What Does a Compensation Manager Do?
Compensation managers work in nearly every industry, making sure employees are paid correctly and appropriately. Since they spend a lot of time working with numbers, it’s important these human resource professionals are good at math and basic computer skills. They should also understand budgets and business finances.
If you have an interest in finances and human resources, a career as a compensation manager might be for you. Read more of this article to find out if it aligns with your career goals.
What Is a Compensation Manager?
Compensation managers develop a company’s payment system and ensure all employees are well compensated.
What Does a Compensation Manager Do?
Compensation managers are the main employees who monitor a company’s budget. They monitor market conditions, government regulations, and cultural statistics to make sure an organization’s pay rate is current, appropriate, and competitive. They have a variety of duties, from analyzing data about wages and salaries to evaluating and adjusting pay structures. Some compensation managers also help develop and monitor a company’s benefits.
The role of a compensation manager ranges from business to business, but for the most part, all compensation managers are responsible for the following duties:
- Develop a budget and keep within that budget
- Develop an organization’s pay scale and structure
- Oversee the distribution of pay to employees
- Develop a benefits packages including retirement plans and health insurance
- Evaluate cost-of-living adjustments
- Ensure the company’s pay scale complies with state and federal laws and regulations
- Propose fair and competitive compensation for positions
- Monitor wage rates to develop or modify compensation plans
- Prepare annual financial statements and summaries
- Assist managers in answering questions from employees
- Oversee compensation and payroll support team
How to Become a Compensation Manager
Compensation managers usually have a bachelor’s degree in human resources, finance, business, or a related field. A master’s degree is usually not required for entry-level positions, but earning one can help you rise above your competitors. Earning certification is also a good idea if you want to showcase your knowledge and set yourself apart on your resume. WorldatWork offers the Certified Compensation Professional for U.S.-based professionals and the Global Remuneration Professional. The International Foundation of Employee Benefit Plans also offers the Certified Employee Benefits Specialist certification.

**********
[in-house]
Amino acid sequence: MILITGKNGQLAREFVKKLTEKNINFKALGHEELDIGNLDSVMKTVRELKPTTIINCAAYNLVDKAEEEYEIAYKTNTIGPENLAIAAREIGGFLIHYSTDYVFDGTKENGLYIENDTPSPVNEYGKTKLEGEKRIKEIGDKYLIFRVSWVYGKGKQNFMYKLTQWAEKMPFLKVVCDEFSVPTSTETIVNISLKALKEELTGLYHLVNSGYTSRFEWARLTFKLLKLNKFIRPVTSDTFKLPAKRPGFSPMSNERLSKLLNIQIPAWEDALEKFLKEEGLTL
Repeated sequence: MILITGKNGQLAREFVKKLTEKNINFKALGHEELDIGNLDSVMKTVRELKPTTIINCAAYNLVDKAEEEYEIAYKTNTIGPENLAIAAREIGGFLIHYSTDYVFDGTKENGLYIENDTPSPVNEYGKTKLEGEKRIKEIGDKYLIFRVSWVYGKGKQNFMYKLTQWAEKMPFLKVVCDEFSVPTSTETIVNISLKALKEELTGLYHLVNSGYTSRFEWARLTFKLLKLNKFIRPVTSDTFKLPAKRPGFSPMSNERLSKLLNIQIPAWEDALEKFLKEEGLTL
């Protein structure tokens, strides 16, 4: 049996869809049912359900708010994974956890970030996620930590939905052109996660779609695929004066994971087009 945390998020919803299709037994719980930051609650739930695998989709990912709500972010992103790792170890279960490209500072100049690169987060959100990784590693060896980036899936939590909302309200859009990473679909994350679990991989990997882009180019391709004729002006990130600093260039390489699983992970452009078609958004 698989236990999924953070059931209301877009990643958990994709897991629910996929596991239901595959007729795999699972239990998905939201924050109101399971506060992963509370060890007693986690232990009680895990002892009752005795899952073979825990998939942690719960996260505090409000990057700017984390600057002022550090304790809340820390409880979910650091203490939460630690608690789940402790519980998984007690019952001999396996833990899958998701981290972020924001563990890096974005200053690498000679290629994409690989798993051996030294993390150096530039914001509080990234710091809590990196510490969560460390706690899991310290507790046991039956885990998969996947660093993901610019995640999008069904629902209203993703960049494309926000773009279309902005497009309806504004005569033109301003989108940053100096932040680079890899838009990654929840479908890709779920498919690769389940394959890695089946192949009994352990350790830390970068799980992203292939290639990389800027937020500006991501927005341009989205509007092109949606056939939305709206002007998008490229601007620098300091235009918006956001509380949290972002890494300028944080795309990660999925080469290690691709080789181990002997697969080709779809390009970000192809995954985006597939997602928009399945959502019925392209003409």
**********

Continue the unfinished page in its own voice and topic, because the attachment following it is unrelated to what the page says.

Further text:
What Degree Do You Need to Become a Compensation Manager?
As mentioned, a bachelor’s degree is required for entry-level positions as a compensation manager. Many people go on to earn master’s degree, though.
Excelsior University’s Bachelor of Science in Business program is designed for working adults. Gain skills you can use on the job in areas including accounting, business strategy, communication, computer skills, economics, business ethics, finance, global business, leadership, management, marketing, data analysis, and teamwork and cultural diversity. The bachelor’s in business curriculum gives you a broad foundation in liberal arts and sciences and the knowledge you need to create effective business strategies and achieve measurable results for your employer.
Excelsior’s Master of Science in Human Resource Management with an Emphasis in Diversity and Technology program gives you specialized knowledge to lead organizations through complex challenges associated with all functions of human resources, including recruitment and selection, training and development, performance appraisals, health and safety, labor relations, and communications, especially with a distributed workforce. Either is a good choice if you’d like to enter the world of compensation management.
How Much Do Compensation Managers Make?
According to the Bureau of Labor Statistics, the median annual wage for compensation managers was $127,530 as of May 2021 and the occupation was projected to grow 2 percent from 2021 to 2031, which is slower than average for all other occupations. Despite this limited growth rate, about 1,200 openings are expected to occur each year, on average, over the next decade.
If becoming a compensation manager sounds like something you’d like to pursue, consider starting on your degree today!